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Greensburg police offer community alerts, drug disposal bins

Drug facts

• More than a quarter of teens (27 percent) mistakenly believe that misusing and abusing prescription drugs is safer than using street drugs.

• One-third of teens say they believe it is OK to use prescription drugs that were not prescribed for them to deal with an injury, illness or physical pain.

• Twenty percent of Americans over age 12 have admitted to abusing prescription drugs.

Source: The Partnership for a Drug-Free America

Thursday, Jan. 16, 2014, 8:55 p.m.
 

Greensburg residents can get alerts about emergency situations in the city via cellphones or email accounts.

And, in another program, they can dispose of unwanted prescriptions medicines at the city police station.

By going to www.nixle.com, residents can register for such information as city road closures, police situations, vehicle accidents and alerts about missing children and lost Alzheimer's patients, police chief Walter “Wally” Lyons said.

“When there's any emergency, notifications will be sent out by the city,” Lyons said. “It's things that we want the community to be aware of.”

A link has also been added to the city website at www.greensburgpa.org to help people find the Nixle site, City Administrator Sue Trout said.

To register, go to either website and follow the directions. Applicants can sign up and receive information through ZIP code, city or other options.

After signing up, applicants will receive a notice from Nixle Connect.

“For a variety of reasons, in emergency situations it is important the municipality can connect with the citizens,” Lyons said.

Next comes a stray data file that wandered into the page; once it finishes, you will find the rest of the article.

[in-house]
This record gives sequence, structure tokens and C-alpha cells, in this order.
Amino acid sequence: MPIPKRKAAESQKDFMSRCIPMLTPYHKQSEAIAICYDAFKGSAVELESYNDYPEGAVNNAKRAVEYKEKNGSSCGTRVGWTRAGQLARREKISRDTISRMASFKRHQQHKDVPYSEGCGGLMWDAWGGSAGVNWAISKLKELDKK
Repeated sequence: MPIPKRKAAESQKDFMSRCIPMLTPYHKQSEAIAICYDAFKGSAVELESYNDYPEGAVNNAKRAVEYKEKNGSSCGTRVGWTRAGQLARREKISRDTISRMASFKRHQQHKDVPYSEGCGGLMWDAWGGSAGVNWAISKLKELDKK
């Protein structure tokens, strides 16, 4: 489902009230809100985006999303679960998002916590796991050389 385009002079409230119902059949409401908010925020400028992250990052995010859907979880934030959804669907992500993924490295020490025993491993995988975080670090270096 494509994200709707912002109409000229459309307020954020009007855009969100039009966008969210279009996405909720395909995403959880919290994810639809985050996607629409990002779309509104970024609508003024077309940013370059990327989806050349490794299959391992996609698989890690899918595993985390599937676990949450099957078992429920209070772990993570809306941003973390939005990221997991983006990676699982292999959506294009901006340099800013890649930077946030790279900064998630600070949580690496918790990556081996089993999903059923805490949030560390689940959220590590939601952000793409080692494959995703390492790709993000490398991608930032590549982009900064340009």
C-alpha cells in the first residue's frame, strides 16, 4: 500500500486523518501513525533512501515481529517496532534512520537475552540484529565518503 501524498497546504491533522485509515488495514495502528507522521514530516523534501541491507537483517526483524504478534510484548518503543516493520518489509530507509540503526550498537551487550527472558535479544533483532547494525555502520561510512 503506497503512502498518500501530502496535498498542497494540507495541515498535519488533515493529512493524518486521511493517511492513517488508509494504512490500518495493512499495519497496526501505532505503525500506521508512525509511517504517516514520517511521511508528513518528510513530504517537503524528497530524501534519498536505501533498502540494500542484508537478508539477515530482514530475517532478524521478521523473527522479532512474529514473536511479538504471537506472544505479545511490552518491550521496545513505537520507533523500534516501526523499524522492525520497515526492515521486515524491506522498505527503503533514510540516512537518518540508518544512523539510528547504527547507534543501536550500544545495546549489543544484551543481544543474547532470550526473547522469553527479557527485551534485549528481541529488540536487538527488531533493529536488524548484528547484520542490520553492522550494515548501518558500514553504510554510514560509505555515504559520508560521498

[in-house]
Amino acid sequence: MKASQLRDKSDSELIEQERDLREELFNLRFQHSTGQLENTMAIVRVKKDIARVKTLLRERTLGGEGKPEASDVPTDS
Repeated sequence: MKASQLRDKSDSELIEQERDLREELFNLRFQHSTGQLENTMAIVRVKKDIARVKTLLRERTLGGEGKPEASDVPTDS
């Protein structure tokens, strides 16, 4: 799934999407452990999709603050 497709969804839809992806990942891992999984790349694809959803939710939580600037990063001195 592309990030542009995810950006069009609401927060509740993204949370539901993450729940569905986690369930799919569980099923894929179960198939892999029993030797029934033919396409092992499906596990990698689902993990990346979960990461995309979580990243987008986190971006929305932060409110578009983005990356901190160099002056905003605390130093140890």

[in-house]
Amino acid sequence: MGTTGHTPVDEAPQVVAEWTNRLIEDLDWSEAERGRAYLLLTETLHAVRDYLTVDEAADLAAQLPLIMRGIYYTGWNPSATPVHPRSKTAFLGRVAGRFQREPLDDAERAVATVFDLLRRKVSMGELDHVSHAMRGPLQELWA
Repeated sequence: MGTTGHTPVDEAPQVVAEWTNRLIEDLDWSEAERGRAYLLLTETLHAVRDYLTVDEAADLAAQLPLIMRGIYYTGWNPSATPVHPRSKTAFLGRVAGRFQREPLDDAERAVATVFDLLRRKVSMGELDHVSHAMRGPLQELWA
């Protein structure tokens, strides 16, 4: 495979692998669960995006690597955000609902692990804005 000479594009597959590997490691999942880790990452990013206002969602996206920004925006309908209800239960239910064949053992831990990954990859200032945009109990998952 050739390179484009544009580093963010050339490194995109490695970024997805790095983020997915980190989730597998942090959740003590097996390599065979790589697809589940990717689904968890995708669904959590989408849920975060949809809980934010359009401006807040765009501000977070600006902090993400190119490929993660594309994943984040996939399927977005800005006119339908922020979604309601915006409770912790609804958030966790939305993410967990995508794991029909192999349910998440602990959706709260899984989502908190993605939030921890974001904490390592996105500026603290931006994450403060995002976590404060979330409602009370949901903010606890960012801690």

“We've been looking for some program to give emergency notifications to the community, and this program is free to the municipality and the (residents),” he said.

Nixle was organized in January 2007. More than 4,000 municipalities have been certified to use the service since Nixle began offering connections in 2009, according to the company's website.

The company's site lists answers to frequently asked questions for potential Nixle users.

With the drug drop-off program, people can bring unwanted prescriptions to a bin in the side entrance to the police department.

The Westmoreland County District Attorney's office, the Pennsylvania District Attorneys Association and police are involved in the cooperative effort.

The intent is to get potentially harmful medications, such as pain medicines, out of the hands of children, drug abusers and others, officials said.

“This gives the community the 24/7 ability to dispose of unwanted drugs at the Greensburg police department,” Lyons said.

About two-thirds of the 92 people who died from drug overdoses in the county in 2013 succumbed because of prescription drug abuse, according to the county coroner's office.

Other police departments in Westmoreland County have or will be putting up the medicine-disposal receptacles.

Greensburg will continue to take part in the periodic Drug Take Back Initiative sponsored by the federal Drug Enforcement Administration, Lyons said.

Greensburg police collected several trash bags filled with medication in the last Take Back program sponsored by the DEA, Lyons said.

“There are a lot of prescription drugs out there that people got for some injury, or old pain medicine that has been out there for years,” Lyons said.

Bob Stiles is a staff writer for Trib Total Media. He can be reached at 724-836-6622 or bstiles@tribweb.com.

 

 
 


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